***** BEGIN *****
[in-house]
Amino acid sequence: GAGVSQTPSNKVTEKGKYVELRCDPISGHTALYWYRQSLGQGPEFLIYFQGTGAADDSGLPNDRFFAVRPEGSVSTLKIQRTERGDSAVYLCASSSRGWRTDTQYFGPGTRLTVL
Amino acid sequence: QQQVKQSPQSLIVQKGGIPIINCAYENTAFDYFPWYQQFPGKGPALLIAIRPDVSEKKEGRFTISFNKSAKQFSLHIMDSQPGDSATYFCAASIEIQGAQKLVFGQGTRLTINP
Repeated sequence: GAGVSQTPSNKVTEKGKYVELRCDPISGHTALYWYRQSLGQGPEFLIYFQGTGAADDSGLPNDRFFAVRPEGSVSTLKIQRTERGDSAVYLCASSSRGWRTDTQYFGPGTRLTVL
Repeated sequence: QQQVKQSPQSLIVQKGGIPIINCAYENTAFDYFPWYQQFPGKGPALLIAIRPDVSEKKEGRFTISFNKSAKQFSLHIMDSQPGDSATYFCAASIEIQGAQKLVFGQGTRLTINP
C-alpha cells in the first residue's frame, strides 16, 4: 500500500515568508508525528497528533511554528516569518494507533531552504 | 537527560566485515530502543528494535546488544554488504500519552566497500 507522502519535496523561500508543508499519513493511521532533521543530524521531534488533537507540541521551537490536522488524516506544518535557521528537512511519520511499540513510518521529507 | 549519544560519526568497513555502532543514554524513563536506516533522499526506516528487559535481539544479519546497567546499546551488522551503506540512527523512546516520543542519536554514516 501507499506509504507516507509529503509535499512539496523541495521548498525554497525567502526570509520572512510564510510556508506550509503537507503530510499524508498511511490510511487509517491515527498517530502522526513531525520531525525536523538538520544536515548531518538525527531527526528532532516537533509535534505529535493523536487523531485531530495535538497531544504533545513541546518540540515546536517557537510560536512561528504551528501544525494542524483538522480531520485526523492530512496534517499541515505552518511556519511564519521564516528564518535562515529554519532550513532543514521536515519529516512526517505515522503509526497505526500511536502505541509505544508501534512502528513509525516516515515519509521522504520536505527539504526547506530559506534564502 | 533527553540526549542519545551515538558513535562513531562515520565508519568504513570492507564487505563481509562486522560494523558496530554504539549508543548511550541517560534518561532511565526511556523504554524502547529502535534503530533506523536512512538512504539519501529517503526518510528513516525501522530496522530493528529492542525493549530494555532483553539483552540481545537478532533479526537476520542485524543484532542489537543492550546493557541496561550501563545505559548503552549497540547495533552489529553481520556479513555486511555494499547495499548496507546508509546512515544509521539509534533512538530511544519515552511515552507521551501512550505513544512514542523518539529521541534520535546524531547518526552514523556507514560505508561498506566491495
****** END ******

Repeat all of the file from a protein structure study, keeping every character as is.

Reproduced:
[in-house]
Amino acid sequence: GAGVSQTPSNKVTEKGKYVELRCDPISGHTALYWYRQSLGQGPEFLIYFQGTGAADDSGLPNDRFFAVRPEGSVSTLKIQRTERGDSAVYLCASSSRGWRTDTQYFGPGTRLTVL
Amino acid sequence: QQQVKQSPQSLIVQKGGIPIINCAYENTAFDYFPWYQQFPGKGPALLIAIRPDVSEKKEGRFTISFNKSAKQFSLHIMDSQPGDSATYFCAASIEIQGAQKLVFGQGTRLTINP
Repeated sequence: GAGVSQTPSNKVTEKGKYVELRCDPISGHTALYWYRQSLGQGPEFLIYFQGTGAADDSGLPNDRFFAVRPEGSVSTLKIQRTERGDSAVYLCASSSRGWRTDTQYFGPGTRLTVL
Repeated sequence: QQQVKQSPQSLIVQKGGIPIINCAYENTAFDYFPWYQQFPGKGPALLIAIRPDVSEKKEGRFTISFNKSAKQFSLHIMDSQPGDSATYFCAASIEIQGAQKLVFGQGTRLTINP
C-alpha cells in the first residue's frame, strides 16, 4: 500500500515568508508525528497528533511554528516569518494507533531552504 | 537527560566485515530502543528494535546488544554488504500519552566497500 507522502519535496523561500508543508499519513493511521532533521543530524521531534488533537507540541521551537490536522488524516506544518535557521528537512511519520511499540513510518521529507 | 549519544560519526568497513555502532543514554524513563536506516533522499526506516528487559535481539544479519546497567546499546551488522551503506540512527523512546516520543542519536554514516 501507499506509504507516507509529503509535499512539496523541495521548498525554497525567502526570509520572512510564510510556508506550509503537507503530510499524508498511511490510511487509517491515527498517530502522526513531525520531525525536523538538520544536515548531518538525527531527526528532532516537533509535534505529535493523536487523531485531530495535538497531544504533545513541546518540540515546536517557537510560536512561528504551528501544525494542524483538522480531520485526523492530512496534517499541515505552518511556519511564519521564516528564518535562515529554519532550513532543514521536515519529516512526517505515522503509526497505526500511536502505541509505544508501534512502528513509525516516515515519509521522504520536505527539504526547506530559506534564502 | 533527553540526549542519545551515538558513535562513531562515520565508519568504513570492507564487505563481509562486522560494523558496530554504539549508543548511550541517560534518561532511565526511556523504554524502547529502535534503530533506523536512512538512504539519501529517503526518510528513516525501522530496522530493528529492542525493549530494555532483553539483552540481545537478532533479526537476520542485524543484532542489537543492550546493557541496561550501563545505559548503552549497540547495533552489529553481520556479513555486511555494499547495499548496507546508509546512515544509521539509534533512538530511544519515552511515552507521551501512550505513544512514542523518539529521541534520535546524531547518526552514523556507514560505508561498506566491495